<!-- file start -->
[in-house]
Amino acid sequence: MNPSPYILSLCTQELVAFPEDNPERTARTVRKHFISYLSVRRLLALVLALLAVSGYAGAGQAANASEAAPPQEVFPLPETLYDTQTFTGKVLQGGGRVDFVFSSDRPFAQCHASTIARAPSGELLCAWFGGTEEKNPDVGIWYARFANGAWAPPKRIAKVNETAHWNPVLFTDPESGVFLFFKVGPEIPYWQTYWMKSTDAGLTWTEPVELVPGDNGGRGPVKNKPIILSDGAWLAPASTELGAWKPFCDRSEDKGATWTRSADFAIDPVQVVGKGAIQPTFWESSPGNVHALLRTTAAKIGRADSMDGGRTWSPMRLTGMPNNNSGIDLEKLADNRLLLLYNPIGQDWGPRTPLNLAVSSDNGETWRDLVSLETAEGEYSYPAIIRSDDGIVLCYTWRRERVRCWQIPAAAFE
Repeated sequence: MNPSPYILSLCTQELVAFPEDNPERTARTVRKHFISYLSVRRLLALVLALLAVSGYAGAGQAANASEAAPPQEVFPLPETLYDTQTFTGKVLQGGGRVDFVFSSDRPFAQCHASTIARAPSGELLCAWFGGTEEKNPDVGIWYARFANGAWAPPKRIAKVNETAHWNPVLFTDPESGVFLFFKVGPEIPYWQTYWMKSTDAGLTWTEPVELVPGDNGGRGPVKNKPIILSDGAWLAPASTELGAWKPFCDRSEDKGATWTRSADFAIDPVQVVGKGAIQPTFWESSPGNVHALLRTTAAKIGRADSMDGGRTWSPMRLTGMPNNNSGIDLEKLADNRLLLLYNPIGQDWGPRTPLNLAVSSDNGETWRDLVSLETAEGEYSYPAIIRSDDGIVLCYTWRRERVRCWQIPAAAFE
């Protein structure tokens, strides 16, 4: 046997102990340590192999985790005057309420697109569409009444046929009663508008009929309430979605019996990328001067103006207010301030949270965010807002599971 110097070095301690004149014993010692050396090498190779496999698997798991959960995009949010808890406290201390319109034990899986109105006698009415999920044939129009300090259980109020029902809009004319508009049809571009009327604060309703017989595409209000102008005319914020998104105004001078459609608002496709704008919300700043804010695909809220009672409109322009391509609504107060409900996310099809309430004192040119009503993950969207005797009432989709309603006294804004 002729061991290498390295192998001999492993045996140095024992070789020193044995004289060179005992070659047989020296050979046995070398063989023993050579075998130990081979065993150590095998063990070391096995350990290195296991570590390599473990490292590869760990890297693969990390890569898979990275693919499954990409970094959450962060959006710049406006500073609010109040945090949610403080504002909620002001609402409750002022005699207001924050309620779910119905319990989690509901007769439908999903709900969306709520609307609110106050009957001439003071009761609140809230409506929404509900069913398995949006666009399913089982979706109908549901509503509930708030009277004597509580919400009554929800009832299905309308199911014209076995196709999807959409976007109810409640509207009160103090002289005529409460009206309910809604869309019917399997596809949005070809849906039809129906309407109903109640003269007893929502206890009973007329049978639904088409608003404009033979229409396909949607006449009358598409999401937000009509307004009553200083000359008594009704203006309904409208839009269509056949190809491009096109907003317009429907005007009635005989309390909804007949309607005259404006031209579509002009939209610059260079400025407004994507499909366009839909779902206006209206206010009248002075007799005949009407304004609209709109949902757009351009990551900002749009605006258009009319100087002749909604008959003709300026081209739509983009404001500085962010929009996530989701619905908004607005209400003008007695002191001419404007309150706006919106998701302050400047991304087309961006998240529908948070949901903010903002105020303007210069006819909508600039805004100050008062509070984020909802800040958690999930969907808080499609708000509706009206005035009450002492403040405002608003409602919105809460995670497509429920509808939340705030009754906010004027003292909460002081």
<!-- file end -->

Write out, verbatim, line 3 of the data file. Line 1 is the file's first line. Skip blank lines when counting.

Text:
Repeated sequence: MNPSPYILSLCTQELVAFPEDNPERTARTVRKHFISYLSVRRLLALVLALLAVSGYAGAGQAANASEAAPPQEVFPLPETLYDTQTFTGKVLQGGGRVDFVFSSDRPFAQCHASTIARAPSGELLCAWFGGTEEKNPDVGIWYARFANGAWAPPKRIAKVNETAHWNPVLFTDPESGVFLFFKVGPEIPYWQTYWMKSTDAGLTWTEPVELVPGDNGGRGPVKNKPIILSDGAWLAPASTELGAWKPFCDRSEDKGATWTRSADFAIDPVQVVGKGAIQPTFWESSPGNVHALLRTTAAKIGRADSMDGGRTWSPMRLTGMPNNNSGIDLEKLADNRLLLLYNPIGQDWGPRTPLNLAVSSDNGETWRDLVSLETAEGEYSYPAIIRSDDGIVLCYTWRRERVRCWQIPAAAFE